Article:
All University of Hawaii-managed lands on Maunakea, including the site for TMT, are in a conservation district, which requires a Conservation District Use Permit approved by the Hawaii Board of Land and Natural Resources (BLNR). Following a contested case hearing that took seven days over the course of two months, the BLNR issued a CDUP to the University of Hawaii at Hilo for the construction of TMT on Maunakea.
Work on the telescope on Maunakea was halted in 2015 when the Hawaii Supreme Court invalidated the Conservation District Use Permit on procedural grounds. That permit had been issued by the Board of Land and Natural Resources (BLNR) to the University of Hawaii Hilo to build TMT on Maunakea. The Supreme Court returned the case to the Hawaii Circuit Court and instructed that a new contested case hearing be conducted. The contested case got underway in October 2016. Following 44 days of testimony by 71 witnesses over five months, the hearing concluded in early March 2017.
After studying all testimony and data, State Hearings Officer and former Judge Riki May Amano released a 305-page report on July 26, 2017, recommending that a Conservation District Use Permit (CDUP) be issued by the Board of Land and Natural Resources for the TMT project.
In her report, Amano said TMT’s proposed land use will “not cause substantial adverse impact to existing natural resources within the surrounding area, community, or region” and “will not be materially detrimental to the public health, safety, and welfare.”
Amano also concluded that the proposed land use “reasonably protects identified native Hawaiian rights and practices.”
Amano also noted in her report that the entire process relating to the conservation district use application for the development of the TMT Project “completely negates any argument that the University and TIO could have the requisite specific ill-intent to ‘mistreat’ Mauna Kea.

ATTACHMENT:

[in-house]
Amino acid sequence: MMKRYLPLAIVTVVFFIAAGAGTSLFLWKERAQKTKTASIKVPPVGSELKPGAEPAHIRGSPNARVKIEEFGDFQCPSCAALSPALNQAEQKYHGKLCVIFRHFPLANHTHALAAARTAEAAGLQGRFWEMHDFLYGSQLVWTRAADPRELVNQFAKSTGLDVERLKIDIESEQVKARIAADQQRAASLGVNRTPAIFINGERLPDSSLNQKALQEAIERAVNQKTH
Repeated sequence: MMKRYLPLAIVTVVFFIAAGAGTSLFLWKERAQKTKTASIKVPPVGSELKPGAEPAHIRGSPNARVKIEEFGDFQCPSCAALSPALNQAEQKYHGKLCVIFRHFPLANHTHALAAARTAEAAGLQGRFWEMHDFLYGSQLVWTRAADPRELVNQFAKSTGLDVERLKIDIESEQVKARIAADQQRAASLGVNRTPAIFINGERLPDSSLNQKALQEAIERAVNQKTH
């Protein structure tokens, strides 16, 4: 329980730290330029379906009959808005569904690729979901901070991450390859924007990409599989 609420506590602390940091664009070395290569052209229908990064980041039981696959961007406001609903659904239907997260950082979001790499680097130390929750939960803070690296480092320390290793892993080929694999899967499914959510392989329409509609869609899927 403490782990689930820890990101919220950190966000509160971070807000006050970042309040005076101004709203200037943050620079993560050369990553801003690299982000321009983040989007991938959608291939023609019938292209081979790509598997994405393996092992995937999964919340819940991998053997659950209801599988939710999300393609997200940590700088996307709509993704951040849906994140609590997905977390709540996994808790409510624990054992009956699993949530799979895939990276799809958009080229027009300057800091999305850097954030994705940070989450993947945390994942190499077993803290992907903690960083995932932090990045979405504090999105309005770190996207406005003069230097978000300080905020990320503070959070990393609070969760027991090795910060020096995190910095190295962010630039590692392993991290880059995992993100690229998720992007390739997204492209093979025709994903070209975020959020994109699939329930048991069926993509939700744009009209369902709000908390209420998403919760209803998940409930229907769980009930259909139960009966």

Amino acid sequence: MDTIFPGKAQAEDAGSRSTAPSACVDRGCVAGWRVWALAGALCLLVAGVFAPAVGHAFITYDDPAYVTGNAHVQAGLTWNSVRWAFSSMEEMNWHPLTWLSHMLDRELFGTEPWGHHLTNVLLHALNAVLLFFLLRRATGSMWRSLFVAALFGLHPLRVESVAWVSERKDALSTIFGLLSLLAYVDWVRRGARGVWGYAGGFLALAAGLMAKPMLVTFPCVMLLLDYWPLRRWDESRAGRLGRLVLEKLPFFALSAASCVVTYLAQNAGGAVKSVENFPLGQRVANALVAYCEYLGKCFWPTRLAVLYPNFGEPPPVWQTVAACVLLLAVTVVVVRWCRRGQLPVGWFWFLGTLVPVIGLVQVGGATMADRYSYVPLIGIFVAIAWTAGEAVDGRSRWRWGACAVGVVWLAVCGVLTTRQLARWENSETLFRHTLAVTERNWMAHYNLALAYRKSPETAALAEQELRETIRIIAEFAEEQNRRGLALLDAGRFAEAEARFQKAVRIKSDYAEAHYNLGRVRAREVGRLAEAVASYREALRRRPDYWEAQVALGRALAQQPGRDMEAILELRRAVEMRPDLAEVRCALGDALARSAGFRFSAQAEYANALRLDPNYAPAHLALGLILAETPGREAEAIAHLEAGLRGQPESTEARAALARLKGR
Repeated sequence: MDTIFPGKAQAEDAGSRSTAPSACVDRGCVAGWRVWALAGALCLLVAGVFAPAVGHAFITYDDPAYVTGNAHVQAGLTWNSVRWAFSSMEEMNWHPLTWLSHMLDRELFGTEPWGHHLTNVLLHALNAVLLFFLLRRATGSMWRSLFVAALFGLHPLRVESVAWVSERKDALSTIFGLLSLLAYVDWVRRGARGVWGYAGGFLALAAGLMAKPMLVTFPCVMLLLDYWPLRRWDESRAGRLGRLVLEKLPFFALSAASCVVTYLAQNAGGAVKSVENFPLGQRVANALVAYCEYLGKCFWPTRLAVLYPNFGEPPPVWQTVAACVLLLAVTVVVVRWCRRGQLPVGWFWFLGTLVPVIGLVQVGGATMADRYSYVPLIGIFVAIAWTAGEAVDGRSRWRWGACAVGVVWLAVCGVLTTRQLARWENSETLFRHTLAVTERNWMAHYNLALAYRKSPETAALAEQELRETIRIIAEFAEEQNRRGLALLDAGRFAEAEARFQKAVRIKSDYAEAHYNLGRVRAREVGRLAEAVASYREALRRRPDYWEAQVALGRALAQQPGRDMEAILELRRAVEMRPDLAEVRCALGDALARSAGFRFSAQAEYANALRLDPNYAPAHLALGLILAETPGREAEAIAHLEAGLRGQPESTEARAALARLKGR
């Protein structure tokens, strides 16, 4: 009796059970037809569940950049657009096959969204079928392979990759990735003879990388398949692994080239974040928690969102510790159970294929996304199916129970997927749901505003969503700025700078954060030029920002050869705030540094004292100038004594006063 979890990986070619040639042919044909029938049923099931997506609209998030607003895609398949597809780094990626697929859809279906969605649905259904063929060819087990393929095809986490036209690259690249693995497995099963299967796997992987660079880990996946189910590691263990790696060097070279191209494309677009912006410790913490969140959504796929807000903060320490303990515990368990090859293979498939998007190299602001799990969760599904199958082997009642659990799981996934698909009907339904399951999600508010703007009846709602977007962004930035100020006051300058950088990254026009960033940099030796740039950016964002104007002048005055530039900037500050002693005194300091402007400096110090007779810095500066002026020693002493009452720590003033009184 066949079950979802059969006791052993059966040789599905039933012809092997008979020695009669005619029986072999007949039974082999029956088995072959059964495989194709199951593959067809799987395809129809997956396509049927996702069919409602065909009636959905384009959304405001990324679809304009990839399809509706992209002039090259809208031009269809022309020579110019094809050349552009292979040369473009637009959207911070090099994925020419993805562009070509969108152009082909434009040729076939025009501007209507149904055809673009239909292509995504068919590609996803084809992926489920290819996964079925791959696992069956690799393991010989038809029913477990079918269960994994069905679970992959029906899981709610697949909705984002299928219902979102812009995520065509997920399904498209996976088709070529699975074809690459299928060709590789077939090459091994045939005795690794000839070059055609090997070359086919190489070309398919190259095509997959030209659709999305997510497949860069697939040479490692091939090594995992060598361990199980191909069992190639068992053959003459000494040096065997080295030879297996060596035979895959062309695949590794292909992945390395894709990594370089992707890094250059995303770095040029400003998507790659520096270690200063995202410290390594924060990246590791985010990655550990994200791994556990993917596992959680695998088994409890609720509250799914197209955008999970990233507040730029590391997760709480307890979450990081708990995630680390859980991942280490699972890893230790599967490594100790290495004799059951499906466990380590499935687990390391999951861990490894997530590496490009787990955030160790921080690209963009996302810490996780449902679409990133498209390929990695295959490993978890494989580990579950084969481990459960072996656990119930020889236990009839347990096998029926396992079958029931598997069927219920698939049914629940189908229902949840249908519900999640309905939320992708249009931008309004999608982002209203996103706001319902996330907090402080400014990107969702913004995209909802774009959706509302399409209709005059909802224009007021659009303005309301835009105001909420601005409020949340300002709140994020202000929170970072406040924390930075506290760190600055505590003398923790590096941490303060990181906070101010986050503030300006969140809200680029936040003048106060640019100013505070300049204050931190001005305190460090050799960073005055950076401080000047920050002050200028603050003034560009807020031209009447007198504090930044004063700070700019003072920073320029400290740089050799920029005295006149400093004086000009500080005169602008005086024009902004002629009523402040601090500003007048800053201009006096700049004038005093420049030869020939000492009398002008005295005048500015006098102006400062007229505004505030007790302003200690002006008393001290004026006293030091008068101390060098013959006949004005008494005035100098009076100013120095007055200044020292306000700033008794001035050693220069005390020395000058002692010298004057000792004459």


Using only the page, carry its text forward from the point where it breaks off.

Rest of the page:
To the contrary, the participation by the University and TIO in the preparation and consideration of the CDUA and their participation in this proceeding demonstrates the complete opposite: an intent and commitment to participate in a legal process designed to carefully consider the merits of the development of the TMT Project consistent with the eight criteria set forth for a conservation district use permit on Maunakea
On Thursday, September 28, the State Land Board announced its decision to approve the Conservation District Use Permit to build TMT on Maunakea. In its decision, the Land Board determined that the Thirty Meter Telescope “will not pollute groundwater, will not damage any historic sites, will not harm rare plants or animals, will not release toxic materials, and will not otherwise harm the environment. It will not significantly change the appearance of the summit of Mauna Kea from populated areas on Hawaii Island.
“The TMT site and its vicinity were not used for traditional and customary native Hawaiian practices conducted elsewhere on Mauna Kea, such as depositing piko, quarrying rock for adzes, pilgrimages, collecting water from Lake Waiau, or burials. The site is not on the summit ridge, which is more visible, and, according to most evidence presented, more culturally important than the plateau 500 feet lower where TMT will be built.”
The BLNR’s decision was subsequently appealed to the Hawaii State Supreme Court. On Tuesday, October 30, 2018, the Hawaii Supreme Court, by majority decision, issued an opinion affirming the Board of Land and Natural Resources’ decision to issue a CDUP for construction of the Thirty Meter Telescope on Maunakea.
To read the decision, click here